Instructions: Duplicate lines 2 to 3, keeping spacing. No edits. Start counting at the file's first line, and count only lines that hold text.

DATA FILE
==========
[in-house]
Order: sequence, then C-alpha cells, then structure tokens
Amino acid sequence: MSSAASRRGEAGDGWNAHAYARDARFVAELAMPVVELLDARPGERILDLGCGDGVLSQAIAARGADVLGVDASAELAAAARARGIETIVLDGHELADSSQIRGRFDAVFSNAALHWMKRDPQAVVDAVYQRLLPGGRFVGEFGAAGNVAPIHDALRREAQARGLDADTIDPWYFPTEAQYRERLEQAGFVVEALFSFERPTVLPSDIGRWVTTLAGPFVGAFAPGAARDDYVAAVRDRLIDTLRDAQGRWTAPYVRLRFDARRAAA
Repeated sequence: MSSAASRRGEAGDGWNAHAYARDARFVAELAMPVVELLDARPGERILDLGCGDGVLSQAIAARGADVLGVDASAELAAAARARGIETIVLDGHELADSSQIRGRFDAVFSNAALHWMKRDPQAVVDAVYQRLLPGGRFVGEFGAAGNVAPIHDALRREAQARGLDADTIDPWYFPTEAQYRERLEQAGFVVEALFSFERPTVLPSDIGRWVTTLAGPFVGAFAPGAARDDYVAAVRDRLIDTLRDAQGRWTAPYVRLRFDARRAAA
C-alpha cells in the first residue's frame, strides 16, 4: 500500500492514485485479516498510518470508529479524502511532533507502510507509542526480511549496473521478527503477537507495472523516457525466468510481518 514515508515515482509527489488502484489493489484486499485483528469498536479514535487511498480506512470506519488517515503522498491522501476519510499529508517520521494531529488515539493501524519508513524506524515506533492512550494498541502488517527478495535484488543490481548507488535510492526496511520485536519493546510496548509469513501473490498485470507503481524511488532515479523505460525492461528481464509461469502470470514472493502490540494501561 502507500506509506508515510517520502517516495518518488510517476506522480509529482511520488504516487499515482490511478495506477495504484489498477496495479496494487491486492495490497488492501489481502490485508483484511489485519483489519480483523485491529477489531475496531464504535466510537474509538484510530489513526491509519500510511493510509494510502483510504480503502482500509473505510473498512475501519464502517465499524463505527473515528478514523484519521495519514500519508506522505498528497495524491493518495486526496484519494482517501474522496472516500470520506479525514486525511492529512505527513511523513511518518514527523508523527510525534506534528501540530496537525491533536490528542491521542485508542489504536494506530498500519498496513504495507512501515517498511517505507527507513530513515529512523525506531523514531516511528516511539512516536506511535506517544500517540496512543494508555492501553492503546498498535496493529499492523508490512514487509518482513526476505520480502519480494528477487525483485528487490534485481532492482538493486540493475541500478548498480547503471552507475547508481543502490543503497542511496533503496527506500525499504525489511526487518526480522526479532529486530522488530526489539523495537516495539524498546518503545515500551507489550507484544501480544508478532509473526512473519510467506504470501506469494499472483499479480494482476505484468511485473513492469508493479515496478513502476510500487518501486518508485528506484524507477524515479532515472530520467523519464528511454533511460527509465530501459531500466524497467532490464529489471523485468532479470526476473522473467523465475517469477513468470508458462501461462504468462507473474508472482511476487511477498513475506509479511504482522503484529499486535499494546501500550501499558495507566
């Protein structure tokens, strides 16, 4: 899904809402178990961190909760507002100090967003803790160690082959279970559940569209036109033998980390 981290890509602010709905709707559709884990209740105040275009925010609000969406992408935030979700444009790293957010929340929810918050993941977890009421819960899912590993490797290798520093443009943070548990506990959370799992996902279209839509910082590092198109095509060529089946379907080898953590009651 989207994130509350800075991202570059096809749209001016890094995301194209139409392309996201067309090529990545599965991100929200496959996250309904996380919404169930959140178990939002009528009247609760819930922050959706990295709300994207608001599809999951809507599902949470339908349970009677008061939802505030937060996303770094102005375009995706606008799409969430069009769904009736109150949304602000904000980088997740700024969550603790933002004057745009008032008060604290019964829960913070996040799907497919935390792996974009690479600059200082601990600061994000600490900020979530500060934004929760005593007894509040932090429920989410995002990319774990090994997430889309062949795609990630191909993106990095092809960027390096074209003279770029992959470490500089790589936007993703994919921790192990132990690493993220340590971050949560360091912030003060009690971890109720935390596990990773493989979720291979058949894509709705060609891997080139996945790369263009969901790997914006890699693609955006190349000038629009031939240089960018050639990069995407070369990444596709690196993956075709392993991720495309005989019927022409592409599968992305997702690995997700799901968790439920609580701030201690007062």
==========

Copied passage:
Order: sequence, then C-alpha cells, then structure tokens
Amino acid sequence: MSSAASRRGEAGDGWNAHAYARDARFVAELAMPVVELLDARPGERILDLGCGDGVLSQAIAARGADVLGVDASAELAAAARARGIETIVLDGHELADSSQIRGRFDAVFSNAALHWMKRDPQAVVDAVYQRLLPGGRFVGEFGAAGNVAPIHDALRREAQARGLDADTIDPWYFPTEAQYRERLEQAGFVVEALFSFERPTVLPSDIGRWVTTLAGPFVGAFAPGAARDDYVAAVRDRLIDTLRDAQGRWTAPYVRLRFDARRAAA